A seminal figure in American literature and philosophy, Ralph Waldo Emerson is considered the apostle of self-reliance, fully alive within his ideas and disarmingly confident about his innermost thoughts. Yet the circumstances around The American Scholar oration--his first great public address and the most celebrated talk in American academic history--suggest a different Emerson. In Understanding Emerson, Kenneth Sacks draws on a wealth of contemporary correspondence and diaries, much of it previously unexamined, to reveal a young intellectual struggling to define himself and his principles. Caught up in the fierce dispute between his Transcendentalist colleagues and Harvard, the secular bastion of Boston Unitarianism and the very institution he was invited to hor with the annual Phi Beta Kappa address, Emerson agonized over compromising his sense of self-reliance while simultaneously desiring to meet the expectations of his friends. Putting aside self-doubts and a resistance to controversy, in the end he produced an oration of extraordinary power and authentic vision that propelled him to greater awareness of social justice, set the standard for the role of the intellectual in America, and continues to point the way toward educational reform. In placing this singular event within its social and philosophical context, Sacks opens a window into America's nineteenth-century intellectual landscape as well as documenting the evolution of Emerson's idealism. Engagingly written, this book, which includes the complete text of The American Scholar, allows us to appreciate fully Emerson's brilliant rebuke of the academy and his insistence that the most important truths derive t from books and observation but from intuition within each of us. Rising defiantly before friend and foe, Emerson triumphed over his hesitations, redirecting American thought and pedagogy and creating a personal tale of quiet heroism.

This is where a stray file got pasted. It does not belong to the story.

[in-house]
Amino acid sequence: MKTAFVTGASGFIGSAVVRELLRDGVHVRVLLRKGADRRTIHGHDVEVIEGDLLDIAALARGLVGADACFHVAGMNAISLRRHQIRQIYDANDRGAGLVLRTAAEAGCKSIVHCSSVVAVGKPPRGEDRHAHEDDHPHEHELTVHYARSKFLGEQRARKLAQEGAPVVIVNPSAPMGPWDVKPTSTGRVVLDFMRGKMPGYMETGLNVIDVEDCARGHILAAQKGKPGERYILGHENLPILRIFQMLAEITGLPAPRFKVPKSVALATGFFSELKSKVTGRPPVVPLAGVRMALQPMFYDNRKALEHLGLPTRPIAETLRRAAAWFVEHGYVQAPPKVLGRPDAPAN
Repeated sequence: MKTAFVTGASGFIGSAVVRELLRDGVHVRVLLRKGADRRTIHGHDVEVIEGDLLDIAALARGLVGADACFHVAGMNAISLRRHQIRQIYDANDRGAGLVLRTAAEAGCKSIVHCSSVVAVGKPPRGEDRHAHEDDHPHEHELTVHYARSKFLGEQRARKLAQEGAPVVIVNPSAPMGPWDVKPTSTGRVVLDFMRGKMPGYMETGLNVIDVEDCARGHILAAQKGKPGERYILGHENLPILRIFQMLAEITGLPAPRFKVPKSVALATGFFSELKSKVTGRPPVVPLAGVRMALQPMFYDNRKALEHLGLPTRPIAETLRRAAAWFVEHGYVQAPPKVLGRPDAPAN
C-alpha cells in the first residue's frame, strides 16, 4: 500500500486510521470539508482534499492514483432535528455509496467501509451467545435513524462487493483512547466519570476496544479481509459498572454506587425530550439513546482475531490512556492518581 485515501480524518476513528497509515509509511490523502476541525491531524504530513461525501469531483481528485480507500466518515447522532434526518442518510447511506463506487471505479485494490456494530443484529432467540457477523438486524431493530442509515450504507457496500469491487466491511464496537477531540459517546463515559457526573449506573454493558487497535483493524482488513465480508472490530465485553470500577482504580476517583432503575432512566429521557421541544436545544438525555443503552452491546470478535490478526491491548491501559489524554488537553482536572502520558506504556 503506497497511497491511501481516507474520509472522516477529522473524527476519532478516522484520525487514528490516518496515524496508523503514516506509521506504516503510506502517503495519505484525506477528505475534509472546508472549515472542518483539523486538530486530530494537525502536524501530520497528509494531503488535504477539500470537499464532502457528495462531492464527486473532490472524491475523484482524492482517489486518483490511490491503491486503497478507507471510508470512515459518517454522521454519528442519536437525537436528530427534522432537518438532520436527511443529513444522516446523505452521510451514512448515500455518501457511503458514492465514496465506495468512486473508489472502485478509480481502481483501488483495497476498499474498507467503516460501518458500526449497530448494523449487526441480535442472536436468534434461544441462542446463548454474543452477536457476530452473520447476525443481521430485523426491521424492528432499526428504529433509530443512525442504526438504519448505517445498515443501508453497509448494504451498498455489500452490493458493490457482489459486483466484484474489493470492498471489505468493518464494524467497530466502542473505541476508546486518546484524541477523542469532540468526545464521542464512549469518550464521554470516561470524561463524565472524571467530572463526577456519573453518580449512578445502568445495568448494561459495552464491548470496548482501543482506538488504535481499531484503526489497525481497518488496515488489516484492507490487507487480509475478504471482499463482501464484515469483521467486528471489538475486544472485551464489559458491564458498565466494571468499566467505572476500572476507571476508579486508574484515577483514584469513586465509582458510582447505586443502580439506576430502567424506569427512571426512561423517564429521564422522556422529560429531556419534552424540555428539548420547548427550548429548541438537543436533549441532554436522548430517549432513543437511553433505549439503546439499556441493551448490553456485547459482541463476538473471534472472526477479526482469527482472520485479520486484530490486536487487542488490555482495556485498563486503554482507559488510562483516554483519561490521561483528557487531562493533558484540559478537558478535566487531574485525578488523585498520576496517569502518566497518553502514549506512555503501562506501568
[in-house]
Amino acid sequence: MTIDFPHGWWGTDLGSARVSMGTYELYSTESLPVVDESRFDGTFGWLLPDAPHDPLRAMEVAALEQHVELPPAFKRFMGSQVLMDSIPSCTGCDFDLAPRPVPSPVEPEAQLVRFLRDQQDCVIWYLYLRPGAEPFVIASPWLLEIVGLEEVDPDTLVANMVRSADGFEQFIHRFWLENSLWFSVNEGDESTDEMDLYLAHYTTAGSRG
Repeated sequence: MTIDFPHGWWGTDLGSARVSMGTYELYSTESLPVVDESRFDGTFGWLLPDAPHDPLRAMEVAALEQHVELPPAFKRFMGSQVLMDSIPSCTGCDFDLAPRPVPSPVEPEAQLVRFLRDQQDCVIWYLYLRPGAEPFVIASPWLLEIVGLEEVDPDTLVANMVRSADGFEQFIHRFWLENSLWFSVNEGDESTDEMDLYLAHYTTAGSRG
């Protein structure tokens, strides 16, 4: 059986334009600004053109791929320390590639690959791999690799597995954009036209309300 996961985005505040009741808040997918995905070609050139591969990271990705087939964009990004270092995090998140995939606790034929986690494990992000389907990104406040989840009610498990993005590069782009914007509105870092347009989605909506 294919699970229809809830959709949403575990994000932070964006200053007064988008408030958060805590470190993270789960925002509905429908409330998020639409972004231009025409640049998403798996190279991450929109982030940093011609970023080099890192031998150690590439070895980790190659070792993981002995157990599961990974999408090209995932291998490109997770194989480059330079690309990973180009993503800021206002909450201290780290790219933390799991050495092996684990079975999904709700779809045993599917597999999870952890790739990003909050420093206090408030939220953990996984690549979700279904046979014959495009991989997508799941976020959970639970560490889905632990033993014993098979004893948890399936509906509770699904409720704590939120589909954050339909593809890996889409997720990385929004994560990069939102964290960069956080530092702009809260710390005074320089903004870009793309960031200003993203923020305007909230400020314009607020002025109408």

Kenneth S. Sacks is Professor of History at Brown University. His books include Diodorus Siculus and the First Century (Princeton) and Polybius on the Writing of History .